Dugout sources, ex-Northwest or Pacific

Bob Holtzman

Would like to learn more about log boats other than the well-documented canoes from the Pacific Northwest and the Pacific/Polynesia etc. Can anyone recommend info. sources on dugouts from the rest of N. America, S. America, Africa? I'm not aware of any comprehensive books on the subject in any of these geog. areas -- nothing like an Adney or a Haddon & Hornell.
Take a look at "The Canoe" by Kenneth G. Roberts and Philip Shackleton with ISBN 0-87742-175-7. This has a section on The Dugout which covers: The Caribbean, Central America, Mexico of the Aztecs, Lands of the Maya, Florida, The Eastern Seaboard, The Mississippi and Westward, Northward, Coast to Coast, The North Pacific, and California. Another source is "The Canoe, A Living Tradition" by John Jennings with ISBN 1-55209-509-6. This has a smaller Dugouts section which covers: Vessels of Life: Northwest Coast Dugouts and Building Dugouts. Let us know if you find any other good sources. Thanks,


I have that book and I'll take another look. I'm hoping to find the equivalent of an Adney or Haddon/Hornell, but it seems none exists.
I hauled out my copy of Roberts and Shackleton. It's interesting reading, though pretty speculative. One early ethnographic reference is given stating that it includes considerable detail about dugout canoe building;
Douglas Taylor, The Caribs of Dominca, Bureau of American Ethnology Bulletin 119, Smithsoninan Instititution, 1938.
I did a quick internet search of book sources and came up with nothing. It may be available through an academic library/interlibrary loan system.
Where you

really need to visit is the Museum of Natural History in NYC. They have a large collection of dugouts and skin on frame canoes and kayaks from not only America but all around the world. You need to somehow get in the storage rooms - that's where the good stuff is that is never on display. I was in there 20 years ago but my contact is no longer there - you need a key to make the elevator go to that floor. It's worth a couple phone calls or letters.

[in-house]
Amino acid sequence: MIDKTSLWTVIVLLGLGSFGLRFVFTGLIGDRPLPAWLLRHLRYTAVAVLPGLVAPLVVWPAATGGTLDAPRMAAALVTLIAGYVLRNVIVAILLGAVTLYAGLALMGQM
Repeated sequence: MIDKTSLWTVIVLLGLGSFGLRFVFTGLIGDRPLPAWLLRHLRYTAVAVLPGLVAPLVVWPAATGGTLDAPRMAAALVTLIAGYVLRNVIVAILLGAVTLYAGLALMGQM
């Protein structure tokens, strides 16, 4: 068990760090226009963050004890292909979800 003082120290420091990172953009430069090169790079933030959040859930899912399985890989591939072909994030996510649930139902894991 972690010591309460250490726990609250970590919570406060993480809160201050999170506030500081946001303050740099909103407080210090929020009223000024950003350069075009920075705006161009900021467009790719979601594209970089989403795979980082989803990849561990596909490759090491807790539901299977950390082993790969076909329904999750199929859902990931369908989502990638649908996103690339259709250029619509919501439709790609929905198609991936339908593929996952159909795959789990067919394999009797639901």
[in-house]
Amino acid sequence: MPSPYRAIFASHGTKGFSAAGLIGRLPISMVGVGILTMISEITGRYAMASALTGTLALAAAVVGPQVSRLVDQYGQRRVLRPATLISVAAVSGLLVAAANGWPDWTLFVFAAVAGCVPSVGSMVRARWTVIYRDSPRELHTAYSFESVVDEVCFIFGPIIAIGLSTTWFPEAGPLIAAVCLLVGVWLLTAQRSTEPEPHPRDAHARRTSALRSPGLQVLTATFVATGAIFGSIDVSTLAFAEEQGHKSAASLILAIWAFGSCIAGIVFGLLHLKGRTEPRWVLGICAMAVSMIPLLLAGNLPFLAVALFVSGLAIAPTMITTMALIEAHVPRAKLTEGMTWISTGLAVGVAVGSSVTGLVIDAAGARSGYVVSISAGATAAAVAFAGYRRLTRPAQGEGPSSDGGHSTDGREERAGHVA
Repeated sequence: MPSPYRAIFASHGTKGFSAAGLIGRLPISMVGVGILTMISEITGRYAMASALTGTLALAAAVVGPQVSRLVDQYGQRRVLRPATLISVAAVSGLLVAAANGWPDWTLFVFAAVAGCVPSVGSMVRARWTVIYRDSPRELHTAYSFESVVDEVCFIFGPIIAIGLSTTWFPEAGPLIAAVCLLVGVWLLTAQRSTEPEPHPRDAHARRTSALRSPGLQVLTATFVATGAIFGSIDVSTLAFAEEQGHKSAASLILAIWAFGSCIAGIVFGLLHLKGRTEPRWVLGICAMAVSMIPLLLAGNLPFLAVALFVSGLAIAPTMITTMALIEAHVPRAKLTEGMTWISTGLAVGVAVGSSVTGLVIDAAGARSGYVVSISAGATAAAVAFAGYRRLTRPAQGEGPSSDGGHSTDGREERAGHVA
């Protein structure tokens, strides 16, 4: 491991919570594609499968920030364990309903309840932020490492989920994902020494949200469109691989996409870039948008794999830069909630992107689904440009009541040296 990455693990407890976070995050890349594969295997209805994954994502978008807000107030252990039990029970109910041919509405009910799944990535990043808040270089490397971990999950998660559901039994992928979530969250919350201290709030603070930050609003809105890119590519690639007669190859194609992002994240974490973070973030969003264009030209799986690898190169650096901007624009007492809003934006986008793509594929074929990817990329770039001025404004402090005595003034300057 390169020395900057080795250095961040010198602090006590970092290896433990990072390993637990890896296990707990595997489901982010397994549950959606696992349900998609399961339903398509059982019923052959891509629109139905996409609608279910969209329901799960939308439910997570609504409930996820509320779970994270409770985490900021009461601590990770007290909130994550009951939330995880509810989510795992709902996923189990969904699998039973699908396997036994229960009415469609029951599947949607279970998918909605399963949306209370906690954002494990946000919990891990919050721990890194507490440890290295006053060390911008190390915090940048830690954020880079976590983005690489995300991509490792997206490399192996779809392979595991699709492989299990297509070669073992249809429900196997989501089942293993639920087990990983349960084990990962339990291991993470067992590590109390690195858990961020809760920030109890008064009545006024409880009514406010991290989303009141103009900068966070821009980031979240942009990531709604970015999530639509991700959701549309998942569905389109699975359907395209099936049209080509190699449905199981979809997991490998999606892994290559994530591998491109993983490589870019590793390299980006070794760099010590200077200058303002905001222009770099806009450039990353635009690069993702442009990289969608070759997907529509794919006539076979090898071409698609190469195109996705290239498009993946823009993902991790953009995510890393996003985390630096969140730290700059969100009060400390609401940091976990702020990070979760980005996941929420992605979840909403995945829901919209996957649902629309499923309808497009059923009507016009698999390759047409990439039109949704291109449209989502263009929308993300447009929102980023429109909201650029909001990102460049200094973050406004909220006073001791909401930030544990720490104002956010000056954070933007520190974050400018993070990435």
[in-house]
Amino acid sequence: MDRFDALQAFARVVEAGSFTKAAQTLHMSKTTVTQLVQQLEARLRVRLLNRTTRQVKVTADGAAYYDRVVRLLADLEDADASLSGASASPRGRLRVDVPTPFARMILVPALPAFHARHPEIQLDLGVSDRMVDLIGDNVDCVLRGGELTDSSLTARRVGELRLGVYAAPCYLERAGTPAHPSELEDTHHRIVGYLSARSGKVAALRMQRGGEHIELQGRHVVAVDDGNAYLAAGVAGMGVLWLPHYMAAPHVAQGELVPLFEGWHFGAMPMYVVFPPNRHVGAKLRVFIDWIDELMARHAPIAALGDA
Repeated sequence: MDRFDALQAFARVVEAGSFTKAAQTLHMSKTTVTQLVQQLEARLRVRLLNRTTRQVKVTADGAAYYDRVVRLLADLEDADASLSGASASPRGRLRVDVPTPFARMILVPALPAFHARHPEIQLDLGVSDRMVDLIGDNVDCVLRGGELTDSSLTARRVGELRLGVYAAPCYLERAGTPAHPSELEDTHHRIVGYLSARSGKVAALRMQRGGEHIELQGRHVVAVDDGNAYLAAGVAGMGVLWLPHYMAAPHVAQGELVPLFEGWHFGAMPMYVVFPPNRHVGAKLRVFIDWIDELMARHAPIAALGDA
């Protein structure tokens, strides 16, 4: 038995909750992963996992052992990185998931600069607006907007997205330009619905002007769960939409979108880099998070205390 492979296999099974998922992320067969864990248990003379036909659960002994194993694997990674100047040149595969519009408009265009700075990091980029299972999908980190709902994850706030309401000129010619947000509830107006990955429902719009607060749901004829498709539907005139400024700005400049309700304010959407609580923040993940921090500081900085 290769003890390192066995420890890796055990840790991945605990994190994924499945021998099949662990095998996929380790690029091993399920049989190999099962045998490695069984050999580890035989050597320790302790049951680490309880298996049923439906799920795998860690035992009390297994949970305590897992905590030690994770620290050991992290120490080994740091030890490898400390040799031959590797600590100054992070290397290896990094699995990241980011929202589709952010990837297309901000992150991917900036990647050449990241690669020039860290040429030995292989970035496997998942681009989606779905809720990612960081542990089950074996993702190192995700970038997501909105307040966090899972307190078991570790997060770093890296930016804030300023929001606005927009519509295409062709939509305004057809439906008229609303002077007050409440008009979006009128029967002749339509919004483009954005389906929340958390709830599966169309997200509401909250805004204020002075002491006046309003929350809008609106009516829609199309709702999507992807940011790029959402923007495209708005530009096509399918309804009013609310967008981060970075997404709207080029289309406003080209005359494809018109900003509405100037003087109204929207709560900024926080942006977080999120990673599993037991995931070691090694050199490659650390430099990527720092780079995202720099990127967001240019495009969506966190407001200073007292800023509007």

PS Don't try to stay after closing time unless you have a bone to give the T-Rex :)
Rob & Jim, thanks

Rob-Yes, this is what I really need to do -- start reading the bibliographies of "popular" books and following up in the academic literature. The difficulty is that I'm nowhere near a university library, but I'll have to overcome that somehow.

Jim-I'll have to make friends at the NY museum. Just last week I used my connections to get into the storage space at the Canadian Canoe Museum and it was truly awesome -- some 500 boats in storage. (Some photos here.) It was just a walk-through, however. The other thing that I need to do is find some way to spend a few weeks in Peterborough to read through their accession records to learn about all those beauties.

I understand that Timothy Kent has a book in the works that is a survey of log boats in N. America. I've written him (by snailmail - I can't find his phone or email) to find out its status. Maybe this will be the Adney & Chappelle of dugouts?
See if you can latch onto a copy of "Canoe and Kayak Books: A guide to over 2,000 English language books and ephemera written about the canoe, the kayak and other paddlecraft" by Jerry Cassell, 1997. It is OOP and only limited numbers are out there, so it might a while to locate one.